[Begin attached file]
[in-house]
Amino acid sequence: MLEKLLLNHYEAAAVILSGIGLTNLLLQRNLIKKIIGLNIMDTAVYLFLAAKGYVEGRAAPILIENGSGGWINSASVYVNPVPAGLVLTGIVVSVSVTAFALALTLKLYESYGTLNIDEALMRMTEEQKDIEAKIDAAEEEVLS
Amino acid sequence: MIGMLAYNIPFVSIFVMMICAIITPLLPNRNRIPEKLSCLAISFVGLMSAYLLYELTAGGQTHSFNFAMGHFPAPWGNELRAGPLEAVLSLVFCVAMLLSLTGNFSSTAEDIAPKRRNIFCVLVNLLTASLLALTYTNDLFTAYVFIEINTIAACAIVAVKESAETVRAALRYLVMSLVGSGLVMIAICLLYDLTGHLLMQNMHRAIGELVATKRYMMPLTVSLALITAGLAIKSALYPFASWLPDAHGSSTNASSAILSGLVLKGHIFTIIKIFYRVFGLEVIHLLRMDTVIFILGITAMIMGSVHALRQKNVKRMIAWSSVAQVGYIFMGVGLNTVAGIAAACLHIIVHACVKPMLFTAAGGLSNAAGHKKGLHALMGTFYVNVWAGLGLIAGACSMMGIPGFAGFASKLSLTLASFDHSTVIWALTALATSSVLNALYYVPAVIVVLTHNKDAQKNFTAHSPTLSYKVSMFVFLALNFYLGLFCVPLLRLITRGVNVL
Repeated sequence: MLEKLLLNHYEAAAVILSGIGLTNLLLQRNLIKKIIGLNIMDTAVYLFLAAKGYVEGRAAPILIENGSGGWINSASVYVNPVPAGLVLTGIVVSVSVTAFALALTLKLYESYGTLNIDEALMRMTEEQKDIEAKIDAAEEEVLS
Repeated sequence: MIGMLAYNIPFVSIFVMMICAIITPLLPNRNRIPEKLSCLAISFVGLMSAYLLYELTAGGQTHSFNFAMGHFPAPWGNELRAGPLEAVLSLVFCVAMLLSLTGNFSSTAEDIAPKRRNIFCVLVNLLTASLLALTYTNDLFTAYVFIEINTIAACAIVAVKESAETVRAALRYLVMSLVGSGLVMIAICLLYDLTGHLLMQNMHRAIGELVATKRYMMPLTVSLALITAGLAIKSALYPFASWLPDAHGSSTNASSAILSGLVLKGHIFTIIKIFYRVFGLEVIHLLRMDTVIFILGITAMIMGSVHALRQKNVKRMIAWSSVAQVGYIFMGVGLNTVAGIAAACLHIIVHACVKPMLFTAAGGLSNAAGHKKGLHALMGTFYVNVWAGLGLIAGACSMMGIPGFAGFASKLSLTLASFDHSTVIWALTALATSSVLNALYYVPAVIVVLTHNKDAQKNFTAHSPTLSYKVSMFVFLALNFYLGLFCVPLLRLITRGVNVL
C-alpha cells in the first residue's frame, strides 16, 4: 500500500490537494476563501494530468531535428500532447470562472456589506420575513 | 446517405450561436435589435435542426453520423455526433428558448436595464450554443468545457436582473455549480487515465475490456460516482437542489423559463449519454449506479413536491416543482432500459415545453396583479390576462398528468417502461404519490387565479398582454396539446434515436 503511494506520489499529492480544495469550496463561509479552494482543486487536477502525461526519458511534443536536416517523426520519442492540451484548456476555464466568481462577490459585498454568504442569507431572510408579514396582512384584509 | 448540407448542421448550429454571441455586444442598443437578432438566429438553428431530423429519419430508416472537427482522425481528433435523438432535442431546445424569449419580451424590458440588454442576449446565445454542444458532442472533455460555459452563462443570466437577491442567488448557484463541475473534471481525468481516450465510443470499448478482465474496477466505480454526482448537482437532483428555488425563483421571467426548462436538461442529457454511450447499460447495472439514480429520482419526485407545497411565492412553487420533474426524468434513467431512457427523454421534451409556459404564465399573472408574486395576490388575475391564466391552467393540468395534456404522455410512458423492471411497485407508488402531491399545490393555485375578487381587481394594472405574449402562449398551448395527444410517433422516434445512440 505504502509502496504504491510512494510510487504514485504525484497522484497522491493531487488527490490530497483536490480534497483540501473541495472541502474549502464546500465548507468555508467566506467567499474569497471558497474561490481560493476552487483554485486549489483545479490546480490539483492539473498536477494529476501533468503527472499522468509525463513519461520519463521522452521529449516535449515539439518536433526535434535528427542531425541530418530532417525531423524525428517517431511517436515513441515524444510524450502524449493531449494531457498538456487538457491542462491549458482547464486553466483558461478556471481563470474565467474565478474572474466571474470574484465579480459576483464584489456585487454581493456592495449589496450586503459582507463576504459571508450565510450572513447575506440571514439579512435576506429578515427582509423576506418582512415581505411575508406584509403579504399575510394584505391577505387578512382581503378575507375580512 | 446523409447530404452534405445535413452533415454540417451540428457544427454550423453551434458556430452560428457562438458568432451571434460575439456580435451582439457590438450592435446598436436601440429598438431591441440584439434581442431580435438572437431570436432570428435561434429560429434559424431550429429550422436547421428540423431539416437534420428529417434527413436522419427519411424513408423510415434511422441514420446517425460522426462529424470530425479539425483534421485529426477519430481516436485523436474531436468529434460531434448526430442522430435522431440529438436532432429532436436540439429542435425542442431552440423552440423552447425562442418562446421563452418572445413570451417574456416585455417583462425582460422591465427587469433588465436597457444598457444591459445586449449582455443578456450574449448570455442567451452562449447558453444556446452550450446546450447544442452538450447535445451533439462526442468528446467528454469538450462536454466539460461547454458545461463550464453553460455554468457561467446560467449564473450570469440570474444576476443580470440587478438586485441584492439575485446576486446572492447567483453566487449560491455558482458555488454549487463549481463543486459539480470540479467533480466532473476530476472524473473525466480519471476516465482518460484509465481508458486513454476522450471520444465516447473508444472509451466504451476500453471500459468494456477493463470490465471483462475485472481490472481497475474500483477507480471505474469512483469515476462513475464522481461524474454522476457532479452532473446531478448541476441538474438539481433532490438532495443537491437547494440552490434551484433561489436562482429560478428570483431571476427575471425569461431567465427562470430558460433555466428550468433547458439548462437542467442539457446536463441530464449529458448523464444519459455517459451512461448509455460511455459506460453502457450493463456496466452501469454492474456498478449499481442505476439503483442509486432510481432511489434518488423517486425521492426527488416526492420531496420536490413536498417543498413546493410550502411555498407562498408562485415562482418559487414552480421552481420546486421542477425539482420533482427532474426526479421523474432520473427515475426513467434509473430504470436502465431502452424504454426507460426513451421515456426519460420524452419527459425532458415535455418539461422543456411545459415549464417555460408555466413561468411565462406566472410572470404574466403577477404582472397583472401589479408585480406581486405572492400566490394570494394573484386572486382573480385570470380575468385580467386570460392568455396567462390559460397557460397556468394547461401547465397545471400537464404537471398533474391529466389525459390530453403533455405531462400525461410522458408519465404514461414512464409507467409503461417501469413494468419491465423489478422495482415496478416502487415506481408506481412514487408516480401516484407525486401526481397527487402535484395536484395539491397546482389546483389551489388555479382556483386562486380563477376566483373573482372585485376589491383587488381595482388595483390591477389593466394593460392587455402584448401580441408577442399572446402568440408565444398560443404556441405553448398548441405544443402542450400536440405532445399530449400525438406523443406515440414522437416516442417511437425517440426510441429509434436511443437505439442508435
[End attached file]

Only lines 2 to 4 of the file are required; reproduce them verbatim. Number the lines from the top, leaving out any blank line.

Amino acid sequence: MLEKLLLNHYEAAAVILSGIGLTNLLLQRNLIKKIIGLNIMDTAVYLFLAAKGYVEGRAAPILIENGSGGWINSASVYVNPVPAGLVLTGIVVSVSVTAFALALTLKLYESYGTLNIDEALMRMTEEQKDIEAKIDAAEEEVLS
Amino acid sequence: MIGMLAYNIPFVSIFVMMICAIITPLLPNRNRIPEKLSCLAISFVGLMSAYLLYELTAGGQTHSFNFAMGHFPAPWGNELRAGPLEAVLSLVFCVAMLLSLTGNFSSTAEDIAPKRRNIFCVLVNLLTASLLALTYTNDLFTAYVFIEINTIAACAIVAVKESAETVRAALRYLVMSLVGSGLVMIAICLLYDLTGHLLMQNMHRAIGELVATKRYMMPLTVSLALITAGLAIKSALYPFASWLPDAHGSSTNASSAILSGLVLKGHIFTIIKIFYRVFGLEVIHLLRMDTVIFILGITAMIMGSVHALRQKNVKRMIAWSSVAQVGYIFMGVGLNTVAGIAAACLHIIVHACVKPMLFTAAGGLSNAAGHKKGLHALMGTFYVNVWAGLGLIAGACSMMGIPGFAGFASKLSLTLASFDHSTVIWALTALATSSVLNALYYVPAVIVVLTHNKDAQKNFTAHSPTLSYKVSMFVFLALNFYLGLFCVPLLRLITRGVNVL
Repeated sequence: MLEKLLLNHYEAAAVILSGIGLTNLLLQRNLIKKIIGLNIMDTAVYLFLAAKGYVEGRAAPILIENGSGGWINSASVYVNPVPAGLVLTGIVVSVSVTAFALALTLKLYESYGTLNIDEALMRMTEEQKDIEAKIDAAEEEVLS